Speaking specifically about coordination with the Biden administration over Griner and Whelan, Richardson said, “I know (the families are) very emotional and this is a very emotional time. All I can say is that the Biden administration is working hard on it. So am I. We coordinate, but do not always agree on every tactical decision. But I’m not going to interfere in their process. I’m just giving you my assessment after two visits to Russia on behalf of American hostages.”

Harsh Sentences

Griner was sentenced last August to nine years of penal labor for what Russia calls “drug smuggling.” The basketball star – a two-time Olympic gold medalist – was arrested at Moscow’s airport last February for allegedly trying to “smuggle” less than 1 gram of cannabis oil in her luggage. She said she had packed the item accidentally while she was in a hurry. By American standards, the charges are draconian.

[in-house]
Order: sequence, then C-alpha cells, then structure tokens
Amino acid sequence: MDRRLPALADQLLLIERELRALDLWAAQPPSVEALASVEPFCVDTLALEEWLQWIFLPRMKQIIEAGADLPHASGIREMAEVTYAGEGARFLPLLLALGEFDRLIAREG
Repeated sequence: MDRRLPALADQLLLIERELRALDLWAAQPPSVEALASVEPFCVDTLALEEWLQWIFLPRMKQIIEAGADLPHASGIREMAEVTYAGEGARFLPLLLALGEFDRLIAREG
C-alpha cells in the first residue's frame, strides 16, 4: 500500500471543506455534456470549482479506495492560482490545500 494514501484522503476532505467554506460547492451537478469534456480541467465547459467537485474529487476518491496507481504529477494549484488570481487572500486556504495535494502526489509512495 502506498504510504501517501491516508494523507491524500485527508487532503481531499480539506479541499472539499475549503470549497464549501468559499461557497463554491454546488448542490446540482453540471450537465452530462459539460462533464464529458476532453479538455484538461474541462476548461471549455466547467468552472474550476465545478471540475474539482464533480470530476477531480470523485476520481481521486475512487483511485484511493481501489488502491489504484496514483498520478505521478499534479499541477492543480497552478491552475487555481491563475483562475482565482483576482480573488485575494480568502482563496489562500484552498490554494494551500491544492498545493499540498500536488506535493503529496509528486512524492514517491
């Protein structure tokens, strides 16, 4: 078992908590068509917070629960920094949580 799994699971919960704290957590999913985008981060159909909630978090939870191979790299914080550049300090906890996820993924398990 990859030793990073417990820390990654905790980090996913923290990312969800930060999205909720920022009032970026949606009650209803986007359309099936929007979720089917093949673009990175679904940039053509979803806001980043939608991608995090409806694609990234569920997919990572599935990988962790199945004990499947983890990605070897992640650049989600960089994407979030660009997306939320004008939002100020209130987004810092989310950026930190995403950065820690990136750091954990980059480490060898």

Whelan was detained in late 2018 at a Moscow hotel and arrested for espionage. Whelan denies the charges, but he was convicted in June 2020 and given a 16-year prison sentence.

In America, Griner’s celebrity has led to increased media coverage relative to Paul Whelan. Social justice advocates, responding to a compulsive need to analyze everything through a racial filter, have argued that the U.S. government is neglecting Griner because she is a black woman, and that if she were not, the government would have dropped everything to free her by now. The argument is absurd of course. Paul Whelan is a white male who has been imprisoned in Russia years longer than Griner while receiving a fraction of the media coverage. Regardless, the media coverage, and the social/racial justice arguments attached to Griner’s release advocacy have put increased pressure on the Biden administration, and this might accelerate the prisoner exchange process. 

Hopefully Griner and Whelan are home by the end of the year.